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Buju's Assets Safe For Now {HeadLines}

 

Prosecuting attorneys in the United States are yet to say if they will be going after the assets owned by convicted reggae superstar Buju Banton.

The Gleaner was unable to get a comment from the prosecutors yesterday, more than 24 hours after a 12-member jury found Buju guilty on three of four drug-related charges.

But lawyers in the US disagree about whether the state has any grounds on which to go after Buju's assets.

David Oscar Markus, the lead attorney for the Grammy-winning reggae icon, yesterday told The Gleaner that there was no basis for the state to move to seize his assets.

Markus, who was obviously devastated over his failure to secure an acquittal for Buju, was curt as he declared the state could not take the assets.

Rowe's warning

However, controversial Florida-based Jamaican attorney, Professor David Rowe, warned that the US government could still institute forfeiture proceedings against Buju based on the conviction.

Pointing to legal precedent, Rowe said: "Among the statutory grounds for forfeiture are that the property was used or intended for use or to facilitate drug trafficking."

In a superseding indictment handed down last November, prosecutors increased the charges against Buju from two to four and indicated that if he was convicted on any count punishable by imprisonment for more than one year, they would be seeking the forfeiture of some of his assets.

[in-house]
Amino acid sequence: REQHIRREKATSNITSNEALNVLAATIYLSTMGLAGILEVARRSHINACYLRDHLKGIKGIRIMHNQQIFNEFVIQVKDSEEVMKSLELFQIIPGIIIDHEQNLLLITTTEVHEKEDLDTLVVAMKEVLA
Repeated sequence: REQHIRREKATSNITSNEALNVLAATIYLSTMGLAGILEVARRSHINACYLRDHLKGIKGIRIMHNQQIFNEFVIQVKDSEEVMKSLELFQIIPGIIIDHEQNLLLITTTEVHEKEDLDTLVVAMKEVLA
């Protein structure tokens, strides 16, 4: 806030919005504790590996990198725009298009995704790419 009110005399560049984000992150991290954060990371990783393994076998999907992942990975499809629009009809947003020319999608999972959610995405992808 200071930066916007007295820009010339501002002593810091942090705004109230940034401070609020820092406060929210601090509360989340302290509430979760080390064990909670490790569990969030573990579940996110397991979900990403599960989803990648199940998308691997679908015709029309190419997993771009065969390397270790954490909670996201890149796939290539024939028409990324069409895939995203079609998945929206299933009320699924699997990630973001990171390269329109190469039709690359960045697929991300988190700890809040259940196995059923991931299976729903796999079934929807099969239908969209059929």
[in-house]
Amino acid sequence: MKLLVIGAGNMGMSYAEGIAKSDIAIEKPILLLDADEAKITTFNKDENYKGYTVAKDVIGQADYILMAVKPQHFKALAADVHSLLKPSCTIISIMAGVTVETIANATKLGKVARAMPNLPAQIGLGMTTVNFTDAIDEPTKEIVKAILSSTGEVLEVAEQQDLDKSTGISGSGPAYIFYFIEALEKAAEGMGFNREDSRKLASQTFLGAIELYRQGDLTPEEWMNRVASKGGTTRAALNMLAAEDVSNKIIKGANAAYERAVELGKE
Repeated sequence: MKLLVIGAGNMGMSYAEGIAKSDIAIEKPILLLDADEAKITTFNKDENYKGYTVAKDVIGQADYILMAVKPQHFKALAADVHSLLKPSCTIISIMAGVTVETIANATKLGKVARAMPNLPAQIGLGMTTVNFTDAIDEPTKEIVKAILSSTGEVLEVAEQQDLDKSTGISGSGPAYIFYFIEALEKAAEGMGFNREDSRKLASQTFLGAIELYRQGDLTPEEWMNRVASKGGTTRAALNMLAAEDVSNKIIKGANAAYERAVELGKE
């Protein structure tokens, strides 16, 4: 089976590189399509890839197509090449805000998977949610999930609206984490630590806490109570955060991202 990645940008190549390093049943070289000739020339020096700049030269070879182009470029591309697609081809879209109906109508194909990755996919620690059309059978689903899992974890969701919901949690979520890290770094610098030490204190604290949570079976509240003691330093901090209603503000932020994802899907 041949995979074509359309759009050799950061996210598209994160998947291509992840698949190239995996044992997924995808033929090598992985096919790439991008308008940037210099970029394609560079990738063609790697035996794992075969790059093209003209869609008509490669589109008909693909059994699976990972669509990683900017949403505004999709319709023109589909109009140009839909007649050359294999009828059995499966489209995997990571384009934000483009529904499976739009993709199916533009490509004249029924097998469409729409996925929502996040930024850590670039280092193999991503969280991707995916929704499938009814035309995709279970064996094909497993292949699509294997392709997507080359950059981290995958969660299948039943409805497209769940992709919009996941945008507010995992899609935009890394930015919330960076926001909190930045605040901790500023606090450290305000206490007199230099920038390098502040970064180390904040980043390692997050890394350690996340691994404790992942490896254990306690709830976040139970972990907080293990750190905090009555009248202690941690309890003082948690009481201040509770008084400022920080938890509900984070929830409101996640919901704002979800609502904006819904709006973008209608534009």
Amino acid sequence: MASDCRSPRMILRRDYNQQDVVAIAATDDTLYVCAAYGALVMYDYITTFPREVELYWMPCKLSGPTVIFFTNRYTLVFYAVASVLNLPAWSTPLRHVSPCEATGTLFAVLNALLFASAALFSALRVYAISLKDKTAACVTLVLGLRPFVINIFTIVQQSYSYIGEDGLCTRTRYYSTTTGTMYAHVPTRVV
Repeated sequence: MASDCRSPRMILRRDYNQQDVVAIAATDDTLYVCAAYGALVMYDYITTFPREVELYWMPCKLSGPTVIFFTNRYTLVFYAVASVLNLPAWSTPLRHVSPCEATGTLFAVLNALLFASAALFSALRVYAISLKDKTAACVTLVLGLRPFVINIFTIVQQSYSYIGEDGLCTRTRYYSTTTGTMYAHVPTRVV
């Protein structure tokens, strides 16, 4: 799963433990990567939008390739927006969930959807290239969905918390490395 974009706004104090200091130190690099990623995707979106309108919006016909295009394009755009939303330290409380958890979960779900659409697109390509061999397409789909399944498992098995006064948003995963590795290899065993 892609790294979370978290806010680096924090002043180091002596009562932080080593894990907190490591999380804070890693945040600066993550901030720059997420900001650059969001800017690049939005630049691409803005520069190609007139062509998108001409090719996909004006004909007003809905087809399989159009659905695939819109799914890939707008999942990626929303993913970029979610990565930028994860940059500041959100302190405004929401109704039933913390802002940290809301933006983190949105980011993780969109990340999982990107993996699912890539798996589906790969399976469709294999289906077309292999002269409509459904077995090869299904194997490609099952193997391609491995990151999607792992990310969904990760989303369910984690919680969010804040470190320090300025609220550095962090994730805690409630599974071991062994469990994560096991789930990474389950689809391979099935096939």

"Mark Anthony Myrie, aka Buju Banton, shall forfeit to the United States ... all of (his) right, title and interest in property constituting and derived from any proceeds ... obtained directly or indirectly as a result of such violations.

"And property used and intended to be used in any manner or part to commit or to facilitate the commission of such violations," read the indictment in part.

It added that if Buju was convicted on the firearm charge, he would have to forfeit the firearm and ammunition to the state.

On Tuesday, a jury found Buju guilty of conspiracy to possess with intent to distribute cocaine, possession of a firearm in furtherance of a drug-trafficking crime and aiding and abetting in using a communication facility ... in facilitating the commission of an act constituting a felony.

The jury returned a not guilty verdict on the charge of attempting to possess with intent to distribute cocaine.

No date has yet been set for the sentencing, but Buju faces up to life in prison if his lawyers fail to overturn the conviction when they appeal.



  


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